Divorce After 60: What Happens to Your Health Benefits?

From COBRA to Medicare, here are the questions to ask about health care coverage after a later-in-life divorce.
Kate Ashford, CSA®
By Kate Ashford, CSA® 
Updated
Edited by Holly Carey

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More than 1 in 3 people who divorce in the United States are age 50 or older, and 1 in 4 are 65 or older, according to a 2022 analysis published in the Journals of Gerontology.

Divorcing as you near retirement — or after you’ve retired — comes with considerations: Are you (or your spouse) losing health insurance? If you’re retired but not yet eligible for Medicare, where will you find coverage? How does being an ex-spouse affect your Medicare costs?

If you have health insurance through your own employer, not much will change, but if you’re on Medicare or your partner’s employer policy, you’ll have to ask some questions. And you may want to help your ex make the transition, if they’re on your policy.

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Here are the points to consider:

Does your employer offer benefits?

If you’re still working, does your employer offer health coverage? If so, divorce is considered a life event that will qualify you to make changes to your benefits, such as enrolling in a health insurance plan. You have 30 days after your other coverage ends to request special plan changes.

Do you have access to COBRA?

If you were covered under your ex-spouse’s employer plan, you can opt in to coverage under COBRA — the Consolidated Omnibus Budget Reconciliation Act — for up to 36 months after the divorce. COBRA applies to group plans of employers that have at least 20 employees.

“You should expect the insurance cost to be substantially higher, as now you are responsible for paying the entire premium amount,” says Tamara Durbin, a certified financial planner in Huntington Beach, California.

The decision to opt into COBRA partially depends on your ex-spouse’s coverage, says Crystal Cox, a CFP in Madison, Wisconsin. “My husband’s health insurance is amazing,” she says. “If we were to get divorced, I would strongly consider using COBRA versus going on my own health plan.”

Have you checked the marketplace?

For many people, COBRA will be pricey. (Plus, it’s temporary.) To see what other plans might meet your needs and budget, shop the government health insurance marketplace. Start at healthcare.gov, although you may find that your state has its own marketplace site you’ll use.

If you’re not sure how to choose a plan, a health insurance broker in your state can help you consider your choices at no cost to you.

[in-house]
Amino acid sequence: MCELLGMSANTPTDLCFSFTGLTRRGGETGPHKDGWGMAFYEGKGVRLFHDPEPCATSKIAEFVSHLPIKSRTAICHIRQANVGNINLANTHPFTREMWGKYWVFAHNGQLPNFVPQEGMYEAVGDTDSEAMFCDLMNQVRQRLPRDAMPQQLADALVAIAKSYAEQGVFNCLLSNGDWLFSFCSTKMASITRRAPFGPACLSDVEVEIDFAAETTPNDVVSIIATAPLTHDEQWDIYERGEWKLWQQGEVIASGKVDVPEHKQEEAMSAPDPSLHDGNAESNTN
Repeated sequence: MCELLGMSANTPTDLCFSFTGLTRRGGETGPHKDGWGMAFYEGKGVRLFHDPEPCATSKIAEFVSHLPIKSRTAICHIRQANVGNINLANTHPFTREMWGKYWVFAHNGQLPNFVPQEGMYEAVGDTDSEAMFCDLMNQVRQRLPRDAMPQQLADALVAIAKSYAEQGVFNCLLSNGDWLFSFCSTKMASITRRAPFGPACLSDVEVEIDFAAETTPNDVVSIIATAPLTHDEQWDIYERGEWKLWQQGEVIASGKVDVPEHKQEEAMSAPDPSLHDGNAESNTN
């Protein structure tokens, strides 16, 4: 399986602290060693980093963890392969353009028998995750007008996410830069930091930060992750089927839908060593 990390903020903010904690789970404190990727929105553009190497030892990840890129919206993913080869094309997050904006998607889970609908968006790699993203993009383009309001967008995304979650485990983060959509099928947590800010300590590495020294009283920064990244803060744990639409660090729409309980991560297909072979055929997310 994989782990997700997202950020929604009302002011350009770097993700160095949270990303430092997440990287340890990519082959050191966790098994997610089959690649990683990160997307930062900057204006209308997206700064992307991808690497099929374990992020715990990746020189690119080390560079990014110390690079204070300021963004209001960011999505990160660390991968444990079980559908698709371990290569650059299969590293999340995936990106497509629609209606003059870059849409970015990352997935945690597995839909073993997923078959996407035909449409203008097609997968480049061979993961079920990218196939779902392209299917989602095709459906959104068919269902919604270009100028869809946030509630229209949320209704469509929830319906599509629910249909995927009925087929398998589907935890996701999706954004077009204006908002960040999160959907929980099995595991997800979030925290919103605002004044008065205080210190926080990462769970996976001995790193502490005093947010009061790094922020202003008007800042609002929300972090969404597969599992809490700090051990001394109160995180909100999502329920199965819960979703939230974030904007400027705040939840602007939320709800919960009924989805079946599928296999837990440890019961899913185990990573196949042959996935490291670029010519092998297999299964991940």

“It’s important for people to know that you don’t have to navigate this on your own,” Cox says.

Are you eligible for Medicare (but not on it)?

If you’re 65 or older and haven’t signed up for Medicare yet because you’ve been on your ex-spouse’s employer group plan, now’s the time to sign up for Medicare. Losing coverage from an employer qualifies you for a special enrollment period that will allow you to sign up even if it’s not an open enrollment period.

If you know when your coverage will end, take action beforehand, says Melinda Caughill, co-founder and CEO of 65 Incorporated, which offers guidance on Medicare. “That’s ideal to avoid a gap in coverage,” she says.

Are you on Medicare now?

If you’re 65 or older, you or a spouse must have worked and paid Medicare taxes for at least 40 quarters (10 years) to qualify for free Medicare Part A. Most people have enough work history to qualify, but if you don’t have enough credits on your own, you can still qualify for free Part A based on your ex-spouse’s work history — provided you were married for 10 years or longer. (Your ex must also be at least 62 years old.)

If you weren’t married long enough or your ex is 61 or younger, you’ll pay $506 per month for Medicare Part A in 2023 if you’ve worked and paid Medicare taxes for fewer than 30 quarters. If you worked and paid Medicare taxes for 30 to 39 quarters, you’ll pay $278 per month.

If you remarry, you can no longer qualify for free Medicare Part A based on your ex-spouse. “You can, however, qualify based on your new spouse’s history, but they must also have enough credits and be 62 years of age,” says Cameron Valadez, a CFP in Riverside, California.

A divorce also might affect your costs for Medicare Part B and Part D, which require extra premium payments if your income is over a threshold amount. If you’ve been paying an income-related monthly adjustment amount, or IRMAA, and your household income is lower post-divorce, you can send a request to lower your premiums.

This article was written by NerdWallet and was originally published by The Associated Press. 

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